Zen Magnets Founder: Reversed Recall Decision Highlights Inconsistencies in CPSC Litigation
After a lengthy legal battle with the Consumer Product Safety Commission that involved multiple appeals and an uncertain future for the company, Zen Magnets founder Shihan Qu announced that, at least for now, the company is no longer in active litigation, and is free to sell its products.
"The CPSC recall decision is reversed," Qu said in an email to Promo Marketing. "As of right now, we're not in active litigation for the first time in six years. We are clear and free to provide magnets without any immediate impending doom."
Qu and Zen Magnets had been fighting with the CPSC over its Neoballs, small magnets commonly used in the promotional space.
For Qu, though the court's decision was a relief, he said it wasn't the "knock-it-out of the park home run" Zen Magnets was looking for.
"The judge never really stepped in to address the merits of safety arguments on either side," he said. "Rather, it was concluded that we never got a fair third-level appeal after Administrative Judge Metry ruled in our favor. Metry was the last judge to rule on the merits of our safety arguments."
Going forward, Qu is optimistic but wary of what the CPSC might do next, citing the six-year legal battle as justification that there are political forces at play aside from the goal of product safety.
"In the world of magnets, for example, we've been the only ones defending an entire industry, despite others being the ones that have caused the problems," he said. "And this continues to be the case."
What he can plan on, at least as best as he can, is the company's plan to work on developing better magnet safety rules and regulations, but said that he wants the CPSC to enforce things more strictly and fairly, too.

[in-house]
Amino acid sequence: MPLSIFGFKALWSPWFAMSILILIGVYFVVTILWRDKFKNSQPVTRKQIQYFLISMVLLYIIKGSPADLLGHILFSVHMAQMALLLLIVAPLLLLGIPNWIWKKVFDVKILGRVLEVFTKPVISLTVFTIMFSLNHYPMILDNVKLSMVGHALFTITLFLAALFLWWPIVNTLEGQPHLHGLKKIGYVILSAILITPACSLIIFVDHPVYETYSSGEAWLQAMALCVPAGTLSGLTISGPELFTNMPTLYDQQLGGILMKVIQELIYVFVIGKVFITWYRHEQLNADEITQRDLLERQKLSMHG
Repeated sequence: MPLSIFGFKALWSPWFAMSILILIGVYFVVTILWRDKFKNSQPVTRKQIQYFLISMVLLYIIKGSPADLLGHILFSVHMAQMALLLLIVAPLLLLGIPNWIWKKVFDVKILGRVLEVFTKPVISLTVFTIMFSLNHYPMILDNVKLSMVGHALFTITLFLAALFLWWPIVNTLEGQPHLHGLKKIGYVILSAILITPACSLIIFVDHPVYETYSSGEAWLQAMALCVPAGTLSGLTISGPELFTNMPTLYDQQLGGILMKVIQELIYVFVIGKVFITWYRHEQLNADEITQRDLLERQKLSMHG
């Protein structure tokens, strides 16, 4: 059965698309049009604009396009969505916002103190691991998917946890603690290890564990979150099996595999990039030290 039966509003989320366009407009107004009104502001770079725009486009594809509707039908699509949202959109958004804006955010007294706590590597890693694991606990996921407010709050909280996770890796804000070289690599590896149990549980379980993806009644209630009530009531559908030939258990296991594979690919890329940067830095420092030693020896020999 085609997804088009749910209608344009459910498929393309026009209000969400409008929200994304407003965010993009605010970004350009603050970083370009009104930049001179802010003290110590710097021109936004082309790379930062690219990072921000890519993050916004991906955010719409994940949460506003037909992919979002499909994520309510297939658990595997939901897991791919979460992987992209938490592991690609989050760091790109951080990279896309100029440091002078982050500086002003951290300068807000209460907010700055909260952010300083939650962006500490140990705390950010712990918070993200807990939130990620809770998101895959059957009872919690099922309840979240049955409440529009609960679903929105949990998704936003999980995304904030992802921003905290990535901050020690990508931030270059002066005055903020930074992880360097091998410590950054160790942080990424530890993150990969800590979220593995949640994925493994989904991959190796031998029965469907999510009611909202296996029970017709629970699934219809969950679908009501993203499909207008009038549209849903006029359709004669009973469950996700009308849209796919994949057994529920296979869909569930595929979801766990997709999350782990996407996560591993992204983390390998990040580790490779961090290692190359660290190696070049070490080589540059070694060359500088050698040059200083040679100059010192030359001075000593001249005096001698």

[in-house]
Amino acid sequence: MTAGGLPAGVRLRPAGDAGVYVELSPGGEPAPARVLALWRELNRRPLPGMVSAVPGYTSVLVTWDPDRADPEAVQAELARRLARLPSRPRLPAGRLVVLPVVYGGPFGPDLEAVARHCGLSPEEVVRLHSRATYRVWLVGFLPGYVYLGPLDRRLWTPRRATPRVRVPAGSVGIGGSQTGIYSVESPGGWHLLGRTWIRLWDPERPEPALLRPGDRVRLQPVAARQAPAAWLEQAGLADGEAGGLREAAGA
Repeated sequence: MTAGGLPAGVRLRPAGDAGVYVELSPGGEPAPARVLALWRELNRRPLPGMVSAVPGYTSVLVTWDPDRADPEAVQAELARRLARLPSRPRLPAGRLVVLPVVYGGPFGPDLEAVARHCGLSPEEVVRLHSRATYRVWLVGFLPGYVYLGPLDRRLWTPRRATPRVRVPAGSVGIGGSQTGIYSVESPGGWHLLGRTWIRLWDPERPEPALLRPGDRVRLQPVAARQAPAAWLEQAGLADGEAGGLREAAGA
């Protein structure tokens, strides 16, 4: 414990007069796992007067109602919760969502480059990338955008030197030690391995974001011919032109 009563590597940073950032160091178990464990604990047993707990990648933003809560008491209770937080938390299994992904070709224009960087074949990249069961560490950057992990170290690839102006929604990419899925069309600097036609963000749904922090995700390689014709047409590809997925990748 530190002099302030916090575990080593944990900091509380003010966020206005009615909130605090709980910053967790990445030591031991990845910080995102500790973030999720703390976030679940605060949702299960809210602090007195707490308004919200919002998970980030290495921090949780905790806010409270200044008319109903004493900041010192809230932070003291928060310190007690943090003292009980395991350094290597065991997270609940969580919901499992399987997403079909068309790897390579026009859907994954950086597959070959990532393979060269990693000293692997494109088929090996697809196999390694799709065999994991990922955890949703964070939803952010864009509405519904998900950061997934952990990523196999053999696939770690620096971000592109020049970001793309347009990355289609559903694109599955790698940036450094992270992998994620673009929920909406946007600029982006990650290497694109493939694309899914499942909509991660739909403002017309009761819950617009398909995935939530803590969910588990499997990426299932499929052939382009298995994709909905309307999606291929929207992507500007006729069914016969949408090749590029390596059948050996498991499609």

He pointed to Amazon, eBay and other online companies that sell similar products to Buckyballs (after that company stopped operations in 2012), but aren't facing any penalties.
"Until the CPSC actually cares about spraying resources where the safety fires are, it's hard for me to justify putting more effort [into] modifying rules that everyone except us will just ignore due to lack of enforcement," he said. "It'd be like we're trying to lower the speed limit from 65 to 55, in a state with no cops and everyone treating highways like the autobahn."
It's not simply Qu's word against the CPSC. In a blog post, former CPSC commissioner Nancy Nord compared Qu and Zen Magnets to Harry Potter defeating "the dementors at the CPSC."
"From a safety standpoint, the CPSC's ineffectual regulatory and litigation strategy has resulted in opening the marketplace to companies who, unlike Zen, have no interest in promoting safe use of [small rare earth magnets]," Nord wrote. "Because the agency's position on both the regulation and the recall of the Zen product have been overruled, the market is now wide open, with no requirements for safety precautions applicable to the product in place. The result is on the agency. If any injuries involving this product occur in the future, the agency must look internally for the cause. Their incoherent policies, in large part, bear the blame."
Her strong words, mixed with Qu's cautious optimism of his company's future, show that Zen Magnets shouldn't celebrate just yet. Should the CPSC decide to follow through with what it started, it could decide to make an example of Zen Magnets, even while imitators sell their goods free of consequence.